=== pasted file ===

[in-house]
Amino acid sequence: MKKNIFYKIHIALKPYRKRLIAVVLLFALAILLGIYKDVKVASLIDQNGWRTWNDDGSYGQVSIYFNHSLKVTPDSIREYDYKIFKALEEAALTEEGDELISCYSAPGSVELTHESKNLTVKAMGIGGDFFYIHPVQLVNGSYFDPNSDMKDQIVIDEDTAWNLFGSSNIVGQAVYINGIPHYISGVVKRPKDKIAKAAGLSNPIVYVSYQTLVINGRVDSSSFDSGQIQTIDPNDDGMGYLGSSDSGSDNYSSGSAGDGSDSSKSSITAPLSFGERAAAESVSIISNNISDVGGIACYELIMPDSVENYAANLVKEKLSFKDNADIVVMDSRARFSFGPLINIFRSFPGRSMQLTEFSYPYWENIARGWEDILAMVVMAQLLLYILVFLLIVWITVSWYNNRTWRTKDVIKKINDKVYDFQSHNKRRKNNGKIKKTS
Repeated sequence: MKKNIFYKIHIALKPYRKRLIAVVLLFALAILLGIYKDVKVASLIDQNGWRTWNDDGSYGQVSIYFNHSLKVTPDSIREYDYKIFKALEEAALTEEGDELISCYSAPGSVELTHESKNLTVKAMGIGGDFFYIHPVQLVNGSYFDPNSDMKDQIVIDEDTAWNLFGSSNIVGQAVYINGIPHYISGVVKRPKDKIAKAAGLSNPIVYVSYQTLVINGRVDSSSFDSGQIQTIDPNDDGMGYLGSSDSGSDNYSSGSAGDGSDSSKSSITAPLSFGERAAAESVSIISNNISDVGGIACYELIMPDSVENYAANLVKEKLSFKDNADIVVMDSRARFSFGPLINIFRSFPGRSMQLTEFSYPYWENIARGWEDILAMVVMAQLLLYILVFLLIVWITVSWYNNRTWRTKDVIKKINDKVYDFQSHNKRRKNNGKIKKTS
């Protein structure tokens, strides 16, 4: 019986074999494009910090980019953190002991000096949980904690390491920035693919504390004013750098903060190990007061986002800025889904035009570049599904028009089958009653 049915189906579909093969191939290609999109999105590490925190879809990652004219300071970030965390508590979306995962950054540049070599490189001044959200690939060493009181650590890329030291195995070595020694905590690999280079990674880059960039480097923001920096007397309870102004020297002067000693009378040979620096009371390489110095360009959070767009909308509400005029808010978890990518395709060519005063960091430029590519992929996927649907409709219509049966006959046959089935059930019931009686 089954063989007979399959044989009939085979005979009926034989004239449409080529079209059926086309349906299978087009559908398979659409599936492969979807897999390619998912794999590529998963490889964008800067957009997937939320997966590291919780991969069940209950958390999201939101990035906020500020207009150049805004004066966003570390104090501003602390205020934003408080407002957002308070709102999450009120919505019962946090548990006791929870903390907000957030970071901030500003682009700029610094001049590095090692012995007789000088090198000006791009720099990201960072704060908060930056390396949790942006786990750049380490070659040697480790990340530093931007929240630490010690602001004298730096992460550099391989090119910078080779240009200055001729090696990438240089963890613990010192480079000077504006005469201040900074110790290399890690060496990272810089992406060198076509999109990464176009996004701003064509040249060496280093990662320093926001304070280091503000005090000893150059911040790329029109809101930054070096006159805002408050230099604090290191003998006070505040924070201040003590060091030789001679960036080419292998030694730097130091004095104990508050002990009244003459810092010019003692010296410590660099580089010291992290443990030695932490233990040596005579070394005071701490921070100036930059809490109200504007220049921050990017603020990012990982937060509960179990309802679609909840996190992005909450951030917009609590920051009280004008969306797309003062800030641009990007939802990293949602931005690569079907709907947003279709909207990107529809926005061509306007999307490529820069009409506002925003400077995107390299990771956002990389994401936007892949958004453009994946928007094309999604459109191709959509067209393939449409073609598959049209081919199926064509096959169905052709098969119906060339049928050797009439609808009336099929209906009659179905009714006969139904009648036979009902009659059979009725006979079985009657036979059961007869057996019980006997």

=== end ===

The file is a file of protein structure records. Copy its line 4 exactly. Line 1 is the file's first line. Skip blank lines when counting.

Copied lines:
């Protein structure tokens, strides 16, 4: 019986074999494009910090980019953190002991000096949980904690390491920035693919504390004013750098903060190990007061986002800025889904035009570049599904028009089958009653 049915189906579909093969191939290609999109999105590490925190879809990652004219300071970030965390508590979306995962950054540049070599490189001044959200690939060493009181650590890329030291195995070595020694905590690999280079990674880059960039480097923001920096007397309870102004020297002067000693009378040979620096009371390489110095360009959070767009909308509400005029808010978890990518395709060519005063960091430029590519992929996927649907409709219509049966006959046959089935059930019931009686 089954063989007979399959044989009939085979005979009926034989004239449409080529079209059926086309349906299978087009559908398979659409599936492969979807897999390619998912794999590529998963490889964008800067957009997937939320997966590291919780991969069940209950958390999201939101990035906020500020207009150049805004004066966003570390104090501003602390205020934003408080407002957002308070709102999450009120919505019962946090548990006791929870903390907000957030970071901030500003682009700029610094001049590095090692012995007789000088090198000006791009720099990201960072704060908060930056390396949790942006786990750049380490070659040697480790990340530093931007929240630490010690602001004298730096992460550099391989090119910078080779240009200055001729090696990438240089963890613990010192480079000077504006005469201040900074110790290399890690060496990272810089992406060198076509999109990464176009996004701003064509040249060496280093990662320093926001304070280091503000005090000893150059911040790329029109809101930054070096006159805002408050230099604090290191003998006070505040924070201040003590060091030789001679960036080419292998030694730097130091004095104990508050002990009244003459810092010019003692010296410590660099580089010291992290443990030695932490233990040596005579070394005071701490921070100036930059809490109200504007220049921050990017603020990012990982937060509960179990309802679609909840996190992005909450951030917009609590920051009280004008969306797309003062800030641009990007939802990293949602931005690569079907709907947003279709909207990107529809926005061509306007999307490529820069009409506002925003400077995107390299990771956002990389994401936007892949958004453009994946928007094309999604459109191709959509067209393939449409073609598959049209081919199926064509096959169905052709098969119906060339049928050797009439609808009336099929209906009659179905009714006969139904009648036979009902009659059979009725006979079985009657036979059961007869057996019980006997």